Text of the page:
By focusing on its traditional activities like fishing and agriculture, Vieux-Fort spotlights its natural resources and heritage in order to directly participate in the island's dynamic tourism industry. Although a small town, Vieux-Fort has a wide range of tourist attractions and, with its ease of access to sites and ease of contact with the population, offers excellent convenience. Major attractions include the Center for Embroidery and Textile Arts, tours that engage visitors in the town’s evocative and varied past, the church and its belltower, the lighthouse, the town hall, the fishing harbor and the regions many walking trails on the slopes of the Caraïbes mountains. Nautical events like the traditional sailing regattas and the many shows organized by cultural and sports organizations lend this town an exceptionally friendly vibe.

Vieux-Fort Tour

Situated between the sea and the mountains and far away from the big highways, Vieux-Fort packs a small area with a wide variety of places to witness its natural beauty, history and heritage. This is a place to take one's time to stroll about and meet the residents of this peaceful area. Coming from Rivière Sens on the D6, follow the coastline and l'Anse Petite Fontaine, which is overhung with extraordinary weathered cliffs, before stopping at l’Anse Dupuy, a neighborhood that is charged with history as it was a large Amerindian village and the site of bloody battles between colonists and the Island Caribs. Today l’Anse Dupuy shelters a small port that locals use for fishing tuna and sea bream from their boats, the "saintoises." Originally these open sailboats, which were designed perfectly for the Caribbean Sea, were made out of wood (northern wood for the keel, mahogany for the planking and floor, and local pear for the frame and the prow) with a boom that is longer than the mast. Today, the motorized saintoise has replaced the traditional saintoise, but the latter, both in Vieux-Fort and throughout Guadeloupe, has benefitted recently from a revival with specially organized regattas. The most distinguished is the Tour de la Guadeloupe en Voile Traditionnelle (TGVT - Tour of Guadeloupe in Traditional Sailboats), a major event for the island.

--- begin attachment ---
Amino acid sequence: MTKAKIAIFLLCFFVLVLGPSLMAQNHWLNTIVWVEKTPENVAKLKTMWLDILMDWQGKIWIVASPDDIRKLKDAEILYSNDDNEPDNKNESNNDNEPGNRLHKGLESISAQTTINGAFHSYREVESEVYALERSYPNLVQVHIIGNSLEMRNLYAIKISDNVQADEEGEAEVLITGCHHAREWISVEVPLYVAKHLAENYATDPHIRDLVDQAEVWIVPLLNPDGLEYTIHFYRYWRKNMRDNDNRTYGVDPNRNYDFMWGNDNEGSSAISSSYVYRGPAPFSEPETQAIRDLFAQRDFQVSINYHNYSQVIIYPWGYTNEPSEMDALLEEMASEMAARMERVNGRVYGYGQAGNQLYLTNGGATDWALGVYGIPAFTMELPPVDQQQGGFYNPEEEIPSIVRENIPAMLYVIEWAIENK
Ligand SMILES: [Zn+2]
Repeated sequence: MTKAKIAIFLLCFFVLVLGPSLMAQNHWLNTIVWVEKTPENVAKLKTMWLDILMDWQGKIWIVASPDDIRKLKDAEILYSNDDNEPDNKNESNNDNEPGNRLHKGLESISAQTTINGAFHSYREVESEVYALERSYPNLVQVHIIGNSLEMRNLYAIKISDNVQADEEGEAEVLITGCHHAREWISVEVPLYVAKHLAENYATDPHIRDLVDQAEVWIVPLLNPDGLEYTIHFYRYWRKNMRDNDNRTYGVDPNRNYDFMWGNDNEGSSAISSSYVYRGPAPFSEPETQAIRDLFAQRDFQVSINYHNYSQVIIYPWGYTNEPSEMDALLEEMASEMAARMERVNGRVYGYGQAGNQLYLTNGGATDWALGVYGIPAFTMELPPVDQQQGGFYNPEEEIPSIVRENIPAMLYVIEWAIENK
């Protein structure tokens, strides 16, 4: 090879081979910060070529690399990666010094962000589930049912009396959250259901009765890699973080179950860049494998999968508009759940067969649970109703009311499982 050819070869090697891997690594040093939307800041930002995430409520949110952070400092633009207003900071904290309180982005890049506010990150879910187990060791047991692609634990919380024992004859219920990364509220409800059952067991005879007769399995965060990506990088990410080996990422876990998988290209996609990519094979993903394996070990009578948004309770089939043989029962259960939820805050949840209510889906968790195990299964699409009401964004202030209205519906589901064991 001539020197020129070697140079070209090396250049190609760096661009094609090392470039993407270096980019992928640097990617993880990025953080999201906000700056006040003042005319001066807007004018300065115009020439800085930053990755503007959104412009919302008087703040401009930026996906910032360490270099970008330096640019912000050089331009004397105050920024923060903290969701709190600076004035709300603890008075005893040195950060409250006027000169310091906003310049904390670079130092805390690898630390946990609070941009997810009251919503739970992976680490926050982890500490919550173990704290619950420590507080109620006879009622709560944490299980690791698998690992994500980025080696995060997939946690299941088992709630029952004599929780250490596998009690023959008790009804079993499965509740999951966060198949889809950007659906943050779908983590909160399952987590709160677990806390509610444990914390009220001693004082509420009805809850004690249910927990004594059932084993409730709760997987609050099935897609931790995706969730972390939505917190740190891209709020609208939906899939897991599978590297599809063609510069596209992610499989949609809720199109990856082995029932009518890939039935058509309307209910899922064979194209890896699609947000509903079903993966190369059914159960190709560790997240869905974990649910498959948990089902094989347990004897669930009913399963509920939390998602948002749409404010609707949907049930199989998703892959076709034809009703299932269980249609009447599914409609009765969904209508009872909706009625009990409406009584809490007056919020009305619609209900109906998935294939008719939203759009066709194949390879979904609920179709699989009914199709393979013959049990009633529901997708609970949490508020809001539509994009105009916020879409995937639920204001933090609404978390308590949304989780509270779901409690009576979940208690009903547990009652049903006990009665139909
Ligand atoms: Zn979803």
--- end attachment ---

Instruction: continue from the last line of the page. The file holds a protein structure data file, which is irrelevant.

Situated at the Pointe du Vieux-Fort, with its incredible view, are the remains of Fort l'Oliver, a first-hand witness to some great moments in Guadeloupe's history – including the 1980 establishment, near the old canons, of the Center for Embroidery and Textile Arts, where the region's skilled embroiderers work their magic. A small path leads to the base of the lighthouse that marks the entrance to the Basse-Terre bay. From here a panoramic view of the ocean and Les Saintes archipelago lies before you. An old battery with its canons keeps watch on the horizon.
The county road running along the coast leads to the center of the village and to the school, the town hall, the church and its strange belltower, the stadium and the collection of shops and restaurants that all serve as gathering spots and create a lively scene. Enjoy the exceptional view from Launay Point. The walk continues along the coast — Pointe de Batterie, Pointe Comar, Pointe Violon — and overlooks the ocean up until the area called Blondeau, where the remains of the Blondeau Plantation, the largest in Vieux-Fort, can still be seen. It is possible to leave the D6 to make a loop toward the foothills of the Caraïbes Mountains, a charming little tour through the Derrière le Morne and Morne Caca areas with a return through Matouba. Vieux-Fort is the starting point for several walking trails through the Caraïbes Mountains, which are the oldest mountains on the island. They are over two million years old and climb to 687 meters. You can walk among the dry vegetation with its surprising hedge cactus as well as its orchids and numerous species of trees (Courbaril, Sandbox, Bois Lélé). Here you will discover magnificent landscapes and enjoy beautiful viewing points. Vieux-Port is also the point of departure, along the road to Matouba, for the Trace des Alizés, Guadeloupe's only long-distance hiking trail (GR). The approximately 65 km trail crosses Basse Terre from south to north and has a high level of difficulty. Walkers must be well-prepared as this hike takes about five days. It is advisable to use local guides and hike in groups. “Chemin Bleu” tourist maps and street plans of Guadeloupe are available from Tourist Offices.